It was 5 September 2012 and I was not having a good day at the office. It as the kind of day where I felt like I was impressing no-one and my self-esteem plummeted to new lows. The familiar “I am not performing or doing as well as I would have liked” dark refrain was firmly positioned in its usual place in my mind.
BUT, that day, an online headline drew my attention during the 2012 Paralympics in London. A certain Italian hand cyclist won gold and had formerly been a Formula 1 driver. I was intrigued by this athlete, who had lost both of his legs racing on the Lausitzring circuit in Germany mere days after the events of 9/11 in 2001. A newspaper hailed this feat as one of the greatest comebacks in history. I delved into the facts of his life and became immersed in the legendary life of Alessandro “Alex” Zanardi.
Pictures of the 45-year old champion, immediately after this gold-winning event, showed him beaming. Every fibre of his being, it seemed, screamed that he was wonderfully alive. Losing one’s legs in a traumatic accident like that would leave anyone scarred, possibly bitter and perhaps very afraid. Alex’s life captivated my heart and attention and forced me to examine my own life that day. So I had a bad day I thought, everyday had the potential to be a bad one for Alex but there he was: glowing, bicycle held aloft by his strong arms in triumph.
From my cursory observation, the story of Alex Zanardi reveals a man of incredible character and focus. He has significant traits and characteristics that have been honed over time, and on which he relies to be able to face the severe odds.
On his website at the time he said the following: “What I couldn't have known at the time is that my own type of amputation poses significant problems on the path to normal or at least acceptable walking and only rarely do patients in my condition manage to transform their prosthesis into an aid that improves their life more than a wheelchair could.” Yet Alex is able to ski, swim and race and none of these victories came about without exceptional effort and perseverance.
Alex is undoubtedly a gifted man. He is a double CART (Championship Auto Racing Teams) champion, yet his Formula racing career was disappointing to him. He did not get all the results that he had hoped for. Still, he possesses the ability to rise up again and again, NOW albeit with prosthetic limbs. Alex has taught me that I have to get used to failure if I am to really excel.
He has also revealed that he eats well and is physically active. “I've led a healthy life, with a balanced diet and a well-trained body. When fate put me to the test, that's what enabled me to get over a trauma, which according to NASA, would have killed anyone.” Anyone yes, BUT not Alex Zanardi!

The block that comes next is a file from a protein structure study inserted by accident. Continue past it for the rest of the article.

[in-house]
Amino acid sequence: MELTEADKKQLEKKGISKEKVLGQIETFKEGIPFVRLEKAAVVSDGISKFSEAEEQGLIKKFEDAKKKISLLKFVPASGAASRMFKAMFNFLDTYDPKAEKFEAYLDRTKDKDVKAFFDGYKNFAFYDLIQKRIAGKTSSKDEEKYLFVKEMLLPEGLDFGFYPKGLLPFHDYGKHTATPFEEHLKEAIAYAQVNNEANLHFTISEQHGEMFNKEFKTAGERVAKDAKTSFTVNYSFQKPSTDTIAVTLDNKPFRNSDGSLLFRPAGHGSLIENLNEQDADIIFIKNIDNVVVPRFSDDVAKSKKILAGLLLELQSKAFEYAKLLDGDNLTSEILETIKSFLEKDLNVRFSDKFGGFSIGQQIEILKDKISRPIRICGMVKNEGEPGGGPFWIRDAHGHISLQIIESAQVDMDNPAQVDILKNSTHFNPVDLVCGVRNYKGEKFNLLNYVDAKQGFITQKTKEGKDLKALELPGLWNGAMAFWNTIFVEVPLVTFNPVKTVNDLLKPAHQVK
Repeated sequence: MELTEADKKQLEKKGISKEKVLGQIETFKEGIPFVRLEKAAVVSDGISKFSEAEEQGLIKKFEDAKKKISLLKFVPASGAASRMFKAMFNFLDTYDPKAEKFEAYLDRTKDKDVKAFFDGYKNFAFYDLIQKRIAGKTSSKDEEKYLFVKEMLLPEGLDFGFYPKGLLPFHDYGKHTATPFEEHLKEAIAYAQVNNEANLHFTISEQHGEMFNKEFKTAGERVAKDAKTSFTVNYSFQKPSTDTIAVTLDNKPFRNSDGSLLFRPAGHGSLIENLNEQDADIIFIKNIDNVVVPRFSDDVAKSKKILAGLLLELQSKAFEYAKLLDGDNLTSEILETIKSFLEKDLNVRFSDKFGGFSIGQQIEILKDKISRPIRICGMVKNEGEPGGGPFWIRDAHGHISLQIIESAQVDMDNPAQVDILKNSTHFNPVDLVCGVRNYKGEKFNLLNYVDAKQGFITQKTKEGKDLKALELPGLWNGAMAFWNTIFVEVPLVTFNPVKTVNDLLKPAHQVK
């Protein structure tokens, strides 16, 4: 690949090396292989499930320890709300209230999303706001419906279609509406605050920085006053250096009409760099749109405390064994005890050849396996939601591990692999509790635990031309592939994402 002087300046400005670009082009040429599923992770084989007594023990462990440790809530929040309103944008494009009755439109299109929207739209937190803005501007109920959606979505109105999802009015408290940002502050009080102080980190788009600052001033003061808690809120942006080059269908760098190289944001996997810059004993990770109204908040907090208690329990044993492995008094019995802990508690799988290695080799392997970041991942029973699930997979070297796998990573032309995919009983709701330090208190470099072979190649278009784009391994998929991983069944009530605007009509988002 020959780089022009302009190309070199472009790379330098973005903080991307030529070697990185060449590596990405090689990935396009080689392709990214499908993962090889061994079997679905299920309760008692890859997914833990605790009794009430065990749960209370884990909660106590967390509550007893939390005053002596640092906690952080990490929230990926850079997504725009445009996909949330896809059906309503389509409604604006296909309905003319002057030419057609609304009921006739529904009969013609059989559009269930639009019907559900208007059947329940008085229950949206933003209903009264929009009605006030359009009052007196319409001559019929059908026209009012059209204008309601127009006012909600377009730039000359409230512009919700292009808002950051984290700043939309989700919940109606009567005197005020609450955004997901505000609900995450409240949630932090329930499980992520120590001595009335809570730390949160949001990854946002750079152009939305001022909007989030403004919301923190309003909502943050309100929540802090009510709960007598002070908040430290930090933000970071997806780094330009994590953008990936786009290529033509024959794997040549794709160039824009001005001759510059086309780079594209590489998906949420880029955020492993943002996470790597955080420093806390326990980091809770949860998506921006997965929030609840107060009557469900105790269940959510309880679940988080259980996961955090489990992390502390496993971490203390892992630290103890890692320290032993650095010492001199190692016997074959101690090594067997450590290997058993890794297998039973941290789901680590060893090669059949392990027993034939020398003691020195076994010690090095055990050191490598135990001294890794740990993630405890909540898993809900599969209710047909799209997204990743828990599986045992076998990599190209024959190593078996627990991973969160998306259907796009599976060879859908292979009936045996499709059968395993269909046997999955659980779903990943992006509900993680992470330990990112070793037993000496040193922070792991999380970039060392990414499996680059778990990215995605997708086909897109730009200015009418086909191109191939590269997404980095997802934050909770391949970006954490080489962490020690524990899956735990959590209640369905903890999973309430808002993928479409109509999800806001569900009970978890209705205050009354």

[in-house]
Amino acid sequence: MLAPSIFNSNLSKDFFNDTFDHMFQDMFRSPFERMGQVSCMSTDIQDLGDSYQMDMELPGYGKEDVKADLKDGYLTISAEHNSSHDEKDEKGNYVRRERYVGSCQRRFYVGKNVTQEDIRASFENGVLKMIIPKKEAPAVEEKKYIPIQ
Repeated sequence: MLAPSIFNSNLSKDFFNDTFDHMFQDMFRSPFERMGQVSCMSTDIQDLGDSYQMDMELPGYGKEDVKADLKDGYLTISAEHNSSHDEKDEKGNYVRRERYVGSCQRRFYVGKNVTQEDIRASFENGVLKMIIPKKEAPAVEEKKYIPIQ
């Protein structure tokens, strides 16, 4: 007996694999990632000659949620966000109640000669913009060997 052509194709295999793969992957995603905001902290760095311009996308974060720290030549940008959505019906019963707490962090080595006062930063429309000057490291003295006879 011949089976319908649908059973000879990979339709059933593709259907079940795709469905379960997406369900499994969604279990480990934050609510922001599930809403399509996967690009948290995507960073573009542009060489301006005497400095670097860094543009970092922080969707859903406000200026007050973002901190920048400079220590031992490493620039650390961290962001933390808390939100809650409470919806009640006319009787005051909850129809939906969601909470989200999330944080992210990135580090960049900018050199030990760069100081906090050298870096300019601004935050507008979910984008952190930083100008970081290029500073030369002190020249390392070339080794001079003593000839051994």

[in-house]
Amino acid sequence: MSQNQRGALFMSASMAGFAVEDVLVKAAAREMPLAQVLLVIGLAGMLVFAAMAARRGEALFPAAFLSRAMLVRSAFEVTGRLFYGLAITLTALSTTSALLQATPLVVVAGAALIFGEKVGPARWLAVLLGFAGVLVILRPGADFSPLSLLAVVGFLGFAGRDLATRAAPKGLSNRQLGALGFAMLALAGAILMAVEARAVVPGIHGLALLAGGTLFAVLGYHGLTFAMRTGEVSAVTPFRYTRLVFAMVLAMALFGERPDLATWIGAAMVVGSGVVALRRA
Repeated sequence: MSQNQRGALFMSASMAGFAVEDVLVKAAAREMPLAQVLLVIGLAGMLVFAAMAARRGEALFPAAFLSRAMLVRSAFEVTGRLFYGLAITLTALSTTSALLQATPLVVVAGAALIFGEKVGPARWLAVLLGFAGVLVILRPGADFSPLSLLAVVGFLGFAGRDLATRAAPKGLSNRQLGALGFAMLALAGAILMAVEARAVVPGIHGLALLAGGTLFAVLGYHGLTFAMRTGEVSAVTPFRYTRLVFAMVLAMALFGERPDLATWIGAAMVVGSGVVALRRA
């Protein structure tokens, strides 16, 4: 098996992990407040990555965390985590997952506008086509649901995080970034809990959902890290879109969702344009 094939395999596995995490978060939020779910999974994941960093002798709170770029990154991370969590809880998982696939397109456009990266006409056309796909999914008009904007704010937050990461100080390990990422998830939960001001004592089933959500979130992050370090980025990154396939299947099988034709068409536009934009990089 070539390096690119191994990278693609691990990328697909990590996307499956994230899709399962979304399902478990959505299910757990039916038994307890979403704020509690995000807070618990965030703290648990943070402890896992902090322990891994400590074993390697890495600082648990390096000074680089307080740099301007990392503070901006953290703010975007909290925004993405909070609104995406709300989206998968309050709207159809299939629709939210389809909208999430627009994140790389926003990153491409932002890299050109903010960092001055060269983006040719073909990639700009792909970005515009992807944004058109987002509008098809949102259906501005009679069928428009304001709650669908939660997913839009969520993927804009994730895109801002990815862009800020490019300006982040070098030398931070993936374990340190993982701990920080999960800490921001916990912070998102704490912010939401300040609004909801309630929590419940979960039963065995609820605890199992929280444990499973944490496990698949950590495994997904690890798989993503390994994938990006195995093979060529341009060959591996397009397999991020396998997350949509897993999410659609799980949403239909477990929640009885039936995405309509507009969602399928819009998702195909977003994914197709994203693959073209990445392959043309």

He has the uncanny ability to reason and solve problems and this phenomenal mental strength is illustrated when he says “fortunately it is in my nature to focus more on the things I can do with my new legs, rather than the things I could do before my accident.” Likewise, is his comment in is book, My Sweetest victory: “My strength has been in the way I viewed my situation from the very start. I see what happened to me as a problem to be solved rather than something to be suffered through.”
So often in the past I had made excuses about why things were not done and why some goals remained unachievable. However, when confronted by a Paralympics athlete like Alex, who performed at the apex of his abilities in a sport that he had taken up a mere five years prior, I was unable to entertain excuses like “I cannot do it” or yet another favourite, “I am too old”. The questions now became “What am I capable of?” “Why have I not reached even half of my goals with, arguably, more resources?” His story forcibly refuted some of the arguments that I clung onto so well over the years.
Alex’s heart stopped three times that fateful day in 2001 and he was not supposed to survive. Yes life had dealt Alex a rough hand but somehow he found the strength to rise again. In May 2003 he went back to that same circuit to finish the last 13 laps that he did not finish in 2001. I pondered about the races have I started and that I have not finished. I decided that I wanted to live the kind of life that defies the low expectations I have had to this point. I wondered about what I was doing with my life? Is worrying about my day-to-day problems truly living…
His accident has proved to be only a speed bump. Alex literally fell on his face as he learnt to walk again, yet today he is a double gold Paralympics champion, a television host, he swims, skis, rides mountain bikes and races still. Alex even dismantles and rebuilds his own prostheses. His life is incredibly full and in “My Sweeterst victory”, he says the greatest joy is not the return to racing but simply having the time to spend with his beloved son, Niccolò and wife, Daniela.
Alex does not see himself as an inspiration but for me on one day in particular and many thereafter that is precisely what he is. He has lived the kind of life that has challenged my rather tepid existence and has led me to make decisions to risk a bit more in life in general but specifically in the New Year. I am going to adopt a special “A – Zanardi” approach to setting reasonably high goals and look forward to seeing how I will attain them. In Alex, I will have a truly gritty hero to follow.
So today on the eve of 2013, what drives you? What speed bumps in life are not just threatening to slow you down but have the potential to take you out? What do you hope to attain this New Year? Hopefully Alex Zanardi’s life will encourage you and I to live a little, to risk a lot and to do it all with a positive attitude. After the accident people expected him to be downcast and glum. Not so Alex Zanardi.
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